In 1999 the war in Kosova hit the headline news. Appalled by pictures that flashed across the TV screens, the world’s aid agencies sprang into action to help with the refugee crisis. At that time Rev Clive Doubleday was a Minister at a Baptist Church in Kent, and he and his wife, Ruth, felt compelled to do something. Within a couple of days, they received an email from friends at a small Baptist Church in Skopje, Macedonia, asking if they could help them as they had so many refugees flooding into Macedonia and they couldn’t cope.
Soon word spread that Clive and Ruth were collecting aid and for several weeks they, and a team of willing volunteers, sifted through hundreds of bags full of clothes, blankets and toiletries. It was not long before all the church pews were full of sorted and labelled black sacks. Clive then contacted a local organisation and asked them if they would like the aid to take to Kosova, but they were unable to help, so Clive and Ruth, and their two children, Emily (aged 12) and Tim (aged 7), decided to take the aid themselves.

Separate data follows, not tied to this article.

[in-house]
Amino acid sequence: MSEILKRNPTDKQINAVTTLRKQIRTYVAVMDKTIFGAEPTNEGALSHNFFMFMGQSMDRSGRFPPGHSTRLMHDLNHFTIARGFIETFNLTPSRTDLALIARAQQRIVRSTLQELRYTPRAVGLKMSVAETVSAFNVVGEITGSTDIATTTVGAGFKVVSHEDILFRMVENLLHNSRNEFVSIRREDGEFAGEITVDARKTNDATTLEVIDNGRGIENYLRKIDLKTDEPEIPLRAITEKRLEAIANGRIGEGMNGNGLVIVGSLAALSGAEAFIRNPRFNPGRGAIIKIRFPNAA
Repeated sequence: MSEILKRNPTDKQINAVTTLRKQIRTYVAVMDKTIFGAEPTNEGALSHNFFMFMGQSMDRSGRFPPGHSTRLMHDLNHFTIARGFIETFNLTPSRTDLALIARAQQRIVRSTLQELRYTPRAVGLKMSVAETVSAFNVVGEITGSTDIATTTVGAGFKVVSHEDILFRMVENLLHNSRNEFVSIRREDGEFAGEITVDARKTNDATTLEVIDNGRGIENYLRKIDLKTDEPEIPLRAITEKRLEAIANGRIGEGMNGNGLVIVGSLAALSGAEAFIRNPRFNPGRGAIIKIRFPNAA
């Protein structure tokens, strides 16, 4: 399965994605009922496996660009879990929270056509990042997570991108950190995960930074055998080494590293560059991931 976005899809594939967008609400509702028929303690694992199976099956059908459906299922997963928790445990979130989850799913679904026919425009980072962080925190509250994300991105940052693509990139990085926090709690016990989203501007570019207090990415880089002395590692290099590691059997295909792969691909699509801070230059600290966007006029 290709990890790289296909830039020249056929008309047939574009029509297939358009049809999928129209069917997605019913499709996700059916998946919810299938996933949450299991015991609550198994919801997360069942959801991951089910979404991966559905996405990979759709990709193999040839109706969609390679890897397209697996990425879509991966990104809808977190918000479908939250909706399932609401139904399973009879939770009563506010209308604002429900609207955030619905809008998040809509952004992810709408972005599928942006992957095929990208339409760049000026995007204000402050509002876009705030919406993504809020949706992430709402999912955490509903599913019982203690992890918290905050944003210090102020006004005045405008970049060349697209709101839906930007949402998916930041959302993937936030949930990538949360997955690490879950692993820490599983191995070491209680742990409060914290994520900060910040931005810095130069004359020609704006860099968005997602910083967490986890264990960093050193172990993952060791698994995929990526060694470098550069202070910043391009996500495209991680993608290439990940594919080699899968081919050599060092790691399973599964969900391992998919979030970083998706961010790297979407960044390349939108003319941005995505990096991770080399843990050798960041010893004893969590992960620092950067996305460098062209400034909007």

After several telephone calls, two trucks were obtained, one of which was kindly loaned by a local gas company, Transco, with full insurance cover and full breakdown and recovery.
On 26 May at 6am, the Doubleday family set off from Kent to Macedonia. Ruth and Emily were in one lorry, and Clive and Tim were in the other. Eight days and 8 countries later they arrived in Macedonia and after seeing the astonishing needs of a whole nation torn apart by the atrocities of the war, they knew they had been brought there for a purpose and it was not just to distribute aid.
In September 1999, Clive and Ruth concluded their ministry at their church in Kent and started a charity called Smile International to help make a difference to those in need. The charity was registered in March 2000.